Rome Diaries - Week 43

From 2006 to 2011 Paulist Father Tom Holahan served as vice rector of the Paulist church in Rome. During that time he had the opportunity to spend time exploring the historic sites of Rome as well as the hidden ones. The blog features excerpts from this travel diary. A new selection appears each week.

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December 21, 2007

I find myself again on the Via Margutta running through the art galleries. This time of year, all are open and ready to sell. One place must have been shut during my last visit. I would have remembered the dramatically lit collection of small marble sculptures, including what may be a rare example of the 15th century Florintine master Desiderio da Settignano. This sculptor is famous for his delicate touch with stone; the bust of John the Baptist as a boy has a haunting look. Desiderio, whoonly lived to his mid-30’s, had a distinctive style but his work is difficult to attribute. I can’t find out more about the sculpture without a discussion with the proprietor – something time will not allow tonight as I have been given a ticket to attend sung Vespers at the Sistine Chapel. Only about 70 people are shown through the Bronze Door entrance to the papal palace and up the ever-narrowing ramp to another flight of stairs and into an immense, frescoed antechamber, attended by a single Swiss Guard who salutes all who might look like a priest or a member of the papal household. We take our places at the marble bench that borders the area near Michaelangelo’s Last Judgment. A few members of the Sistine Choir assist us as we sing the prayers of Vespers from the books handed out to just as if we had been at a parish church. Someone from our group is asked to read to scriptures and, as if on cue, a baby in our group begins to cry and is taken out. It is a simple service but in an ornate and intimidating room. The colored marble patterns on the floor (opus sectile) copies pavements of ancient Roman imperial residences, but few can appreciate it when the Sistine Chapel is in its daytime mode of crowded museum. These Friday Vesper services are held in Advent and Lent and have only started in the past few years, as a way to experience the Sistine Chapel for the purpose it was intended once again.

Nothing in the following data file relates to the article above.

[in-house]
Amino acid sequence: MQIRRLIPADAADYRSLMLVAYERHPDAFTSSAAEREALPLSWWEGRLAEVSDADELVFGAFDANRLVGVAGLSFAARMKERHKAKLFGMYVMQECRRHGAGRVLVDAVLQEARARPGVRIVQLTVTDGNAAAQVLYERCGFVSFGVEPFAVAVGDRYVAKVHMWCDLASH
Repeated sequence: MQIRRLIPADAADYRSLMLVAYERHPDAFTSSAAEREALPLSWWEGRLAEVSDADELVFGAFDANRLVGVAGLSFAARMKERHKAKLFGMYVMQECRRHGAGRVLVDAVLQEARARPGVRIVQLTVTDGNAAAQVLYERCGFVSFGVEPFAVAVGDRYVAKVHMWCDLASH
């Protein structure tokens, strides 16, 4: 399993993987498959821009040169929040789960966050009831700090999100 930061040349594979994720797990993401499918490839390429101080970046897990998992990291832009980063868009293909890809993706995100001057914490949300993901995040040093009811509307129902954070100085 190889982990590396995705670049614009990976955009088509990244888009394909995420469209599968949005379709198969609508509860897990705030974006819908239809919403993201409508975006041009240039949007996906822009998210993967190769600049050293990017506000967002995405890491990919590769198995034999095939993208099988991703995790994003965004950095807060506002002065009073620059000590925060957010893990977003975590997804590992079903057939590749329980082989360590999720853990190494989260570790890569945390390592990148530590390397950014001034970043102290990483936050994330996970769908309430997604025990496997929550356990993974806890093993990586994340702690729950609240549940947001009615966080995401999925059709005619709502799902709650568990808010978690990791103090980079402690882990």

December 25, 2007

I make the short walk to St. Mary Major, the place that holds fragments of the crib of Bethlehem. This is especially appreciated now as the Vatican created a bit of a controversy when it announced that its outdoor crib this year would depict Joseph’s workshop, a treatment that would favor Jesus being born in Nazareth. One Vatican spokesman declared, “It’s time for a change.” A newspaper reported the change “was inspired by two verses in St Matthew's gospel, chapter 1:24 and 1:25…which state: ‘When Joseph woke up, he did as the Angel of God ordered and took Mary into his house. Without them knowing each other, a child was born and he called his name Jesus.’” I’m sure it says that in the Bible, but the next chapter of Matthew has the Child born in Bethlehem…and that’s the way we like it. I am also told the Vatican wanted to show you could vary things but not resort to what some churches do to stay “relevant” – adding New York’s Twin Towers or an Elvis figure. But, between the media announcement and the actual unveiling of the Nativity scene, adjustments and the Bethlehem tradition was retained. Christmas is a feast you don’t want to celebrate too creatively. After gazing at the silver, gold and glass reliquary in the shape of a crib, I descend to the church’s basement museum and view one of the oldest Nativity scenes in existence (1291), a marble ensemble by Arnolfo di Cambio. The figures have a compact intensity that suits the humble birth of the Son of God. Neither Bethlehem stable nor Nazareth workshop is depicted so I can just use my imagination.


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